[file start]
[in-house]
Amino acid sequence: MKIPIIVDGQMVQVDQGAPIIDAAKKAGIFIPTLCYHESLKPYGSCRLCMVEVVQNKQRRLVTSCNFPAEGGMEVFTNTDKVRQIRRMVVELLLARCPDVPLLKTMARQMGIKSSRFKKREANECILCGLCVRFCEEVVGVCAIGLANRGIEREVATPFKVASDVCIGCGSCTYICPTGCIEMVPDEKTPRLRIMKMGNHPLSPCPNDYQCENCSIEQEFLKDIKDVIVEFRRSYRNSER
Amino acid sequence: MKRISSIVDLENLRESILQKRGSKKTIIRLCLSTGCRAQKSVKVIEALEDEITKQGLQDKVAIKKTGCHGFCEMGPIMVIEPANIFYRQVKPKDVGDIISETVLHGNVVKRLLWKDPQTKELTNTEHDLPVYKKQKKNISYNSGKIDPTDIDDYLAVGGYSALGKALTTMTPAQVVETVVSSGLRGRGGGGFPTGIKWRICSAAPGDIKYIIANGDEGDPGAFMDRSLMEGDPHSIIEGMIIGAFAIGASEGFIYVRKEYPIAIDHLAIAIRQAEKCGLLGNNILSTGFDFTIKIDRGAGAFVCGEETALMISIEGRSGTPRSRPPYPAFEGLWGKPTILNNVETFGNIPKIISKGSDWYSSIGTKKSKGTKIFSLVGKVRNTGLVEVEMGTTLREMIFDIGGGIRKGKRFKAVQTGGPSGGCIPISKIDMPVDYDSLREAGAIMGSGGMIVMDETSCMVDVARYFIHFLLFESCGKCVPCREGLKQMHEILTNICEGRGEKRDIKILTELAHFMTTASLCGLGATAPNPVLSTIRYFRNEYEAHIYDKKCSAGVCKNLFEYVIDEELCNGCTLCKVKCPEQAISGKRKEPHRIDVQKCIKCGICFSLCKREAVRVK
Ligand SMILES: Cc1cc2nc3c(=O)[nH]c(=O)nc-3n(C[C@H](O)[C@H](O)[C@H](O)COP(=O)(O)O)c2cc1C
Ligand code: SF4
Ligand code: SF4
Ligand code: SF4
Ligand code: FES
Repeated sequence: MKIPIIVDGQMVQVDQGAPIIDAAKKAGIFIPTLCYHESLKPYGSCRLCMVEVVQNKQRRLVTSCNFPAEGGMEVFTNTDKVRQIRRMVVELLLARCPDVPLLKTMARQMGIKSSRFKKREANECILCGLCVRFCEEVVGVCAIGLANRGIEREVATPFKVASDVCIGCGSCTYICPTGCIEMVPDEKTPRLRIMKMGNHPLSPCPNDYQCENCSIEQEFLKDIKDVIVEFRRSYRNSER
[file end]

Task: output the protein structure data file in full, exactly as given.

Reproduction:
[in-house]
Amino acid sequence: MKIPIIVDGQMVQVDQGAPIIDAAKKAGIFIPTLCYHESLKPYGSCRLCMVEVVQNKQRRLVTSCNFPAEGGMEVFTNTDKVRQIRRMVVELLLARCPDVPLLKTMARQMGIKSSRFKKREANECILCGLCVRFCEEVVGVCAIGLANRGIEREVATPFKVASDVCIGCGSCTYICPTGCIEMVPDEKTPRLRIMKMGNHPLSPCPNDYQCENCSIEQEFLKDIKDVIVEFRRSYRNSER
Amino acid sequence: MKRISSIVDLENLRESILQKRGSKKTIIRLCLSTGCRAQKSVKVIEALEDEITKQGLQDKVAIKKTGCHGFCEMGPIMVIEPANIFYRQVKPKDVGDIISETVLHGNVVKRLLWKDPQTKELTNTEHDLPVYKKQKKNISYNSGKIDPTDIDDYLAVGGYSALGKALTTMTPAQVVETVVSSGLRGRGGGGFPTGIKWRICSAAPGDIKYIIANGDEGDPGAFMDRSLMEGDPHSIIEGMIIGAFAIGASEGFIYVRKEYPIAIDHLAIAIRQAEKCGLLGNNILSTGFDFTIKIDRGAGAFVCGEETALMISIEGRSGTPRSRPPYPAFEGLWGKPTILNNVETFGNIPKIISKGSDWYSSIGTKKSKGTKIFSLVGKVRNTGLVEVEMGTTLREMIFDIGGGIRKGKRFKAVQTGGPSGGCIPISKIDMPVDYDSLREAGAIMGSGGMIVMDETSCMVDVARYFIHFLLFESCGKCVPCREGLKQMHEILTNICEGRGEKRDIKILTELAHFMTTASLCGLGATAPNPVLSTIRYFRNEYEAHIYDKKCSAGVCKNLFEYVIDEELCNGCTLCKVKCPEQAISGKRKEPHRIDVQKCIKCGICFSLCKREAVRVK
Ligand SMILES: Cc1cc2nc3c(=O)[nH]c(=O)nc-3n(C[C@H](O)[C@H](O)[C@H](O)COP(=O)(O)O)c2cc1C
Ligand code: SF4
Ligand code: SF4
Ligand code: SF4
Ligand code: FES
Repeated sequence: MKIPIIVDGQMVQVDQGAPIIDAAKKAGIFIPTLCYHESLKPYGSCRLCMVEVVQNKQRRLVTSCNFPAEGGMEVFTNTDKVRQIRRMVVELLLARCPDVPLLKTMARQMGIKSSRFKKREANECILCGLCVRFCEEVVGVCAIGLANRGIEREVATPFKVASDVCIGCGSCTYICPTGCIEMVPDEKTPRLRIMKMGNHPLSPCPNDYQCENCSIEQEFLKDIKDVIVEFRRSYRNSER